Ort, förlag, år, upplaga, sidor
Canadian Science Publishing, 2019
Nationell ämneskategori
Ekologi
Forskningsämne
Biologi
Identifikatorer
urn:nbn:se:kau:diva-74675 (URN)10.1139/cjfas-2018-0413 (DOI)000487999200002 ()
Tillgänglig från: 2019-09-06 Skapad: 2019-09-06 Senast uppdaterad: 2019-11-12Bibliografiskt granskad
Lafage, D., Bergman, E., Eckstein, R. L., Österling, M., Sadler, J. P. & Piccolo, J. (2019). Local and landscape drivers of aquatic-to-terrestrial subsidies in riparian ecosystems: A worldwide meta-analysis. Ecosphere, 10(4), 1-12, Article ID e02697.
Öppna denna publikation i ny flik eller fönster >>Local and landscape drivers of aquatic-to-terrestrial subsidies in riparian ecosystems: A worldwide meta-analysis
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2019 (Engelska)Ingår i: Ecosphere, ISSN 2150-8925, E-ISSN 2150-8925, Vol. 10, nr 4, s. 1-12, artikel-id e02697Artikel i tidskrift (Refereegranskat) Published
Abstract [en]

Cross-boundary fluxes of organisms and matter, termed “subsidies,” are now recognized to be reciprocal and of roughly equal importance for both aquatic and terrestrial systems, even if terrestrial input to aquatic ecosystems has received most attention. The magnitude of aquatic-to-terrestrial subsidies is well documented, but the drivers behind these subsidies and their utilization by terrestrial consumers are characteristically local-scale studies, limiting the inferences that can be drawn for broader geographic scales. We therefore built and analyzed a database of stable isotope data extracted from 21 studies worldwide, to identify both landscape-scale (catchment) and local-scale (100-m riparian zone) variables that may affect the diet of terrestrial predators in riparian ecosystems. Our meta-analysis revealed a greater magnitude of aquatic-to-terrestrial subsidies (>50%) than previously reported, albeit with large geographic and inter-annual variations. Moreover, we demonstrated a large effect of landscape-scale factors on aquatic-to-terrestrial subsidies, particularly anthropogenic land use and tree cover. Local human population was the only relevant factor at the local scale. We also found that studies on landscape-scale and anthropogenic land use effects on aquatic-to-terrestrial subsidies are strongly under-represented in the ecological literature, which limits the general inferences that can currently be drawn about landscape effects. We suggest that landscape-scale studies could improve our understanding of how land use and environmental change might influence future patterns of biodiversity and ecosystem function.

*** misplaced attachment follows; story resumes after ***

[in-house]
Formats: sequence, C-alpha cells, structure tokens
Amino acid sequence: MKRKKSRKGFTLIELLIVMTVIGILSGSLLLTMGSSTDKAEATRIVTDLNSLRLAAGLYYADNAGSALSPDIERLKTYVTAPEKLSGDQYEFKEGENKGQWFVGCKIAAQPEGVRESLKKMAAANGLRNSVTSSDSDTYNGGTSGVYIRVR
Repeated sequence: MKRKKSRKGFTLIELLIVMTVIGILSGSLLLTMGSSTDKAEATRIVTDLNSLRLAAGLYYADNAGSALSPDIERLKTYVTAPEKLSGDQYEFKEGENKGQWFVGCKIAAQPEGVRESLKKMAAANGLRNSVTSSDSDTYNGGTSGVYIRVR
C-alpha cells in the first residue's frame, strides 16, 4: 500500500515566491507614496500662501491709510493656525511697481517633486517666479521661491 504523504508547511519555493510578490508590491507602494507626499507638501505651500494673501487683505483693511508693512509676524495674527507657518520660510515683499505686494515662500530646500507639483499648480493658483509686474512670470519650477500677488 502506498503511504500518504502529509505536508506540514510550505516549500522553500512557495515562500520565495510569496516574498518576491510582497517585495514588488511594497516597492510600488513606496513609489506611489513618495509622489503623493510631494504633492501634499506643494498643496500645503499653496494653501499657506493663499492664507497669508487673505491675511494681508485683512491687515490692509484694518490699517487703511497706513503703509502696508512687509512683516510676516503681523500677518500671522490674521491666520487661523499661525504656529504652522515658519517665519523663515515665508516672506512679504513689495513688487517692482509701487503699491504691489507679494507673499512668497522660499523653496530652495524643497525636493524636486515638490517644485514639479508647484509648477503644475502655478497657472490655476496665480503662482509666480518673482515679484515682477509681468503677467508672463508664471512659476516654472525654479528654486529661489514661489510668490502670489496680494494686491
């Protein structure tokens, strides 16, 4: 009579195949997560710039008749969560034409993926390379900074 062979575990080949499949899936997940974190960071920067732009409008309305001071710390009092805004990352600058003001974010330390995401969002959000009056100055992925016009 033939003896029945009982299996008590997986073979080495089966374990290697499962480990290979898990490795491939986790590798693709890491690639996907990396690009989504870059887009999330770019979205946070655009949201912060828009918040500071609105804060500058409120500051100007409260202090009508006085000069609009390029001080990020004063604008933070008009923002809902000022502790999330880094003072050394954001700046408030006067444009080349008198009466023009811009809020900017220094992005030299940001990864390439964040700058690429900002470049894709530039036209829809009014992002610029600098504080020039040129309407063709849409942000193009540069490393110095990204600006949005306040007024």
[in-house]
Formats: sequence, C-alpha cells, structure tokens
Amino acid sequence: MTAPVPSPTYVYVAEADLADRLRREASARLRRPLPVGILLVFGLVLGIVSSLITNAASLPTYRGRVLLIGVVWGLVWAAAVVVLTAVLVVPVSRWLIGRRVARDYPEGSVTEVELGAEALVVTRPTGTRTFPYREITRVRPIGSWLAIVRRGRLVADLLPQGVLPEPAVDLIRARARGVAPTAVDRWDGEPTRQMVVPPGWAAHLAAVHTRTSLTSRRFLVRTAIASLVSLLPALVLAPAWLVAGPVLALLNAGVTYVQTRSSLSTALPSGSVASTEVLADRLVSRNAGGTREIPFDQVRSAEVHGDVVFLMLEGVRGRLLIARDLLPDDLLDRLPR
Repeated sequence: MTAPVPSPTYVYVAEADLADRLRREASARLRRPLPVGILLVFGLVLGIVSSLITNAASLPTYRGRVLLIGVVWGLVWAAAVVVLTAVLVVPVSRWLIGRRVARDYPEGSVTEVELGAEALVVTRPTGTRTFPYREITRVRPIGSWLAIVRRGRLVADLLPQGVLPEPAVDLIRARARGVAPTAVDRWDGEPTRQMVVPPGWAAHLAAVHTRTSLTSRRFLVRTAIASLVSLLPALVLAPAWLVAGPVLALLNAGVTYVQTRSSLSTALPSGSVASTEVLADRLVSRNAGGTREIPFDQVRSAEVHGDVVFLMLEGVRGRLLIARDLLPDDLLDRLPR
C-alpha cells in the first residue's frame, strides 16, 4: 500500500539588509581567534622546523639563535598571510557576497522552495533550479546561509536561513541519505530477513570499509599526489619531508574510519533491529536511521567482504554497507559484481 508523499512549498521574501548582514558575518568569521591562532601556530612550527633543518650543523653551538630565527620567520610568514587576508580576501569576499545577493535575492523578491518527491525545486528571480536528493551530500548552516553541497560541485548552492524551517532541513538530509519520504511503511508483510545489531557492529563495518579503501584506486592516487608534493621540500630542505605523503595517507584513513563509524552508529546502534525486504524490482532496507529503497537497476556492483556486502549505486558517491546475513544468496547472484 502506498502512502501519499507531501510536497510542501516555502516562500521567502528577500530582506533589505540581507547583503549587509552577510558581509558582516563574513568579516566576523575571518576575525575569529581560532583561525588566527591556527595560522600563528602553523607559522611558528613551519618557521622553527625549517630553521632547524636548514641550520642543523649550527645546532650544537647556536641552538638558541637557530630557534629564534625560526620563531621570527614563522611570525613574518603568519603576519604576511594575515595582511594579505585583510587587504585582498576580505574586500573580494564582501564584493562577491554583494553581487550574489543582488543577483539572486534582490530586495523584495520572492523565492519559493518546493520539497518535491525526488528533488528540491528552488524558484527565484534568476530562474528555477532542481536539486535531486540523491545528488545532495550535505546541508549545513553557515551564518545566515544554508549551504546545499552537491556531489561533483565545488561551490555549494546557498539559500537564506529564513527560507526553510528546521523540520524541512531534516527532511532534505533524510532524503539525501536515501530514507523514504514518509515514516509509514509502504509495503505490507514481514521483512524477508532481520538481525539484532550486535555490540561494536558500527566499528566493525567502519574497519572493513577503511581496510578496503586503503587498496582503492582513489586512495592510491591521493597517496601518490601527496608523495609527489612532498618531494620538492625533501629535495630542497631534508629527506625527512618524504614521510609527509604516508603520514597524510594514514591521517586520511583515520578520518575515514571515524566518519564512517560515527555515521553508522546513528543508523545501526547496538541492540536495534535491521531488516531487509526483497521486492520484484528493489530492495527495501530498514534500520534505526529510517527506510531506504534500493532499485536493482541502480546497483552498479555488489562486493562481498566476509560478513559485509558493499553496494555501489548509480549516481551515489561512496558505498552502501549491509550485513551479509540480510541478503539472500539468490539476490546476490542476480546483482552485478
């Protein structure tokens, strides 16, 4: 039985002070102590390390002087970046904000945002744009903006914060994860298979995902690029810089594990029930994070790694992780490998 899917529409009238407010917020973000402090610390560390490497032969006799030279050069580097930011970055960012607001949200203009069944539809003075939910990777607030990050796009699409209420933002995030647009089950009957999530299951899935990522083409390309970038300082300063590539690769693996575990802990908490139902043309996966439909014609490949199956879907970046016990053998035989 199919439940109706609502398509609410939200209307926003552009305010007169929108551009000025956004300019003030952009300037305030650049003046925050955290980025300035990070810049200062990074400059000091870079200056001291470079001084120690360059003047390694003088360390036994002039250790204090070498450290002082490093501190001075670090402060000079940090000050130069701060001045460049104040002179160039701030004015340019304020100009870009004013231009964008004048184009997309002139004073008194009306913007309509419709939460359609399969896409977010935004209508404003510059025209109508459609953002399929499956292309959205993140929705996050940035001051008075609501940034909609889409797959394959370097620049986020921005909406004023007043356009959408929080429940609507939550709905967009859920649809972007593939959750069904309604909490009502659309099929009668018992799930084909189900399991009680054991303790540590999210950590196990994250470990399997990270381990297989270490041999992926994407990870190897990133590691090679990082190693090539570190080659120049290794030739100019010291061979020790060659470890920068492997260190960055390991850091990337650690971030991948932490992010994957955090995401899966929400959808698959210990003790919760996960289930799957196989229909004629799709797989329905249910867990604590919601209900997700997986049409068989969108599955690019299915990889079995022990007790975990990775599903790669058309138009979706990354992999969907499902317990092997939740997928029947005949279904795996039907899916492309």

Ort, förlag, år, upplaga, sidor
John Wiley & Sons, 2019
Nyckelord
anthropogenic land use, aquatic subsidies, diet, human population, stable isotopes, terrestrial predators
Nationell ämneskategori
Ekologi Biologiska vetenskaper
Forskningsämne
Biologi
Identifikatorer
urn:nbn:se:kau:diva-72496 (URN)10.1002/ecs2.2697 (DOI)000472716600041 ()2-s2.0-85065024924 (Scopus ID)
Tillgänglig från: 2019-06-13 Skapad: 2019-06-13 Senast uppdaterad: 2019-11-28Bibliografiskt granskad